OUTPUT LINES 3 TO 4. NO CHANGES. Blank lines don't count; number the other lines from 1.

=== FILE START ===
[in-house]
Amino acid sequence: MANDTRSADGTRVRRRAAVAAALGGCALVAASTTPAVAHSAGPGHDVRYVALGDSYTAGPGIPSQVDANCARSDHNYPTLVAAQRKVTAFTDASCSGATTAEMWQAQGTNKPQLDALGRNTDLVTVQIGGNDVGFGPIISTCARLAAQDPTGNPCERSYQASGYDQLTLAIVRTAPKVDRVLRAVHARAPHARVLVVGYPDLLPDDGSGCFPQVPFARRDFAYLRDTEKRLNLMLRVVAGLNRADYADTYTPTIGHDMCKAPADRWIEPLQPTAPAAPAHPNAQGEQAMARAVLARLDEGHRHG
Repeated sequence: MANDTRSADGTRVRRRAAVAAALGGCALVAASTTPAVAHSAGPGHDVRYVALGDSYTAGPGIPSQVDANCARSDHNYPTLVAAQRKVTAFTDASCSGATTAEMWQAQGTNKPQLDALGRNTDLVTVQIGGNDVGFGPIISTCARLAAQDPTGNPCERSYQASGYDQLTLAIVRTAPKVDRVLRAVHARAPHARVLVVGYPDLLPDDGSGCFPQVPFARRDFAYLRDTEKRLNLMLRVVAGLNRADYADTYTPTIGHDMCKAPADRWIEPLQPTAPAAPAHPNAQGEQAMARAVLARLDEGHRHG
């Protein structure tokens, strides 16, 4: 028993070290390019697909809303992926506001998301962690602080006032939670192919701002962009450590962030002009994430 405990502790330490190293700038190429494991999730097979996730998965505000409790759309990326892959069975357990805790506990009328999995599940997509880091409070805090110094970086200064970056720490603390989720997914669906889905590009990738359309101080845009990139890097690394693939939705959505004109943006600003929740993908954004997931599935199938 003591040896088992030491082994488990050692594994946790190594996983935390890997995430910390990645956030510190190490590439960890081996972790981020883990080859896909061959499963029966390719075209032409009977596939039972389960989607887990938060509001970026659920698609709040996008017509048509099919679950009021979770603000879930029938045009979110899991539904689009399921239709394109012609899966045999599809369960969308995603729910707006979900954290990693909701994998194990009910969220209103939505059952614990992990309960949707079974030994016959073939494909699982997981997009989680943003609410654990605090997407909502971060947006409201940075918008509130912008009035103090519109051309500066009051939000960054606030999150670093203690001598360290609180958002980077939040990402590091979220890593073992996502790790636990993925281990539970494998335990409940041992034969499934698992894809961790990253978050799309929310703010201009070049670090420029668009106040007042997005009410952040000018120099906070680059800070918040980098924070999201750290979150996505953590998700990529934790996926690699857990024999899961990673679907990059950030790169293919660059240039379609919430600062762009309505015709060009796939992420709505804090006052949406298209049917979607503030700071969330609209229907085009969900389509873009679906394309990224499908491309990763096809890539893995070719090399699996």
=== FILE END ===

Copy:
Repeated sequence: MANDTRSADGTRVRRRAAVAAALGGCALVAASTTPAVAHSAGPGHDVRYVALGDSYTAGPGIPSQVDANCARSDHNYPTLVAAQRKVTAFTDASCSGATTAEMWQAQGTNKPQLDALGRNTDLVTVQIGGNDVGFGPIISTCARLAAQDPTGNPCERSYQASGYDQLTLAIVRTAPKVDRVLRAVHARAPHARVLVVGYPDLLPDDGSGCFPQVPFARRDFAYLRDTEKRLNLMLRVVAGLNRADYADTYTPTIGHDMCKAPADRWIEPLQPTAPAAPAHPNAQGEQAMARAVLARLDEGHRHG
């Protein structure tokens, strides 16, 4: 028993070290390019697909809303992926506001998301962690602080006032939670192919701002962009450590962030002009994430 405990502790330490190293700038190429494991999730097979996730998965505000409790759309990326892959069975357990805790506990009328999995599940997509880091409070805090110094970086200064970056720490603390989720997914669906889905590009990738359309101080845009990139890097690394693939939705959505004109943006600003929740993908954004997931599935199938 003591040896088992030491082994488990050692594994946790190594996983935390890997995430910390990645956030510190190490590439960890081996972790981020883990080859896909061959499963029966390719075209032409009977596939039972389960989607887990938060509001970026659920698609709040996008017509048509099919679950009021979770603000879930029938045009979110899991539904689009399921239709394109012609899966045999599809369960969308995603729910707006979900954290990693909701994998194990009910969220209103939505059952614990992990309960949707079974030994016959073939494909699982997981997009989680943003609410654990605090997407909502971060947006409201940075918008509130912008009035103090519109051309500066009051939000960054606030999150670093203690001598360290609180958002980077939040990402590091979220890593073992996502790790636990993925281990539970494998335990409940041992034969499934698992894809961790990253978050799309929310703010201009070049670090420029668009106040007042997005009410952040000018120099906070680059800070918040980098924070999201750290979150996505953590998700990529934790996926690699857990024999899961990673679907990059950030790169293919660059240039379609919430600062762009309505015709060009796939992420709505804090006052949406298209049917979607503030700071969330609209229907085009969900389509873009679906394309990224499908491309990763096809890539893995070719090399699996």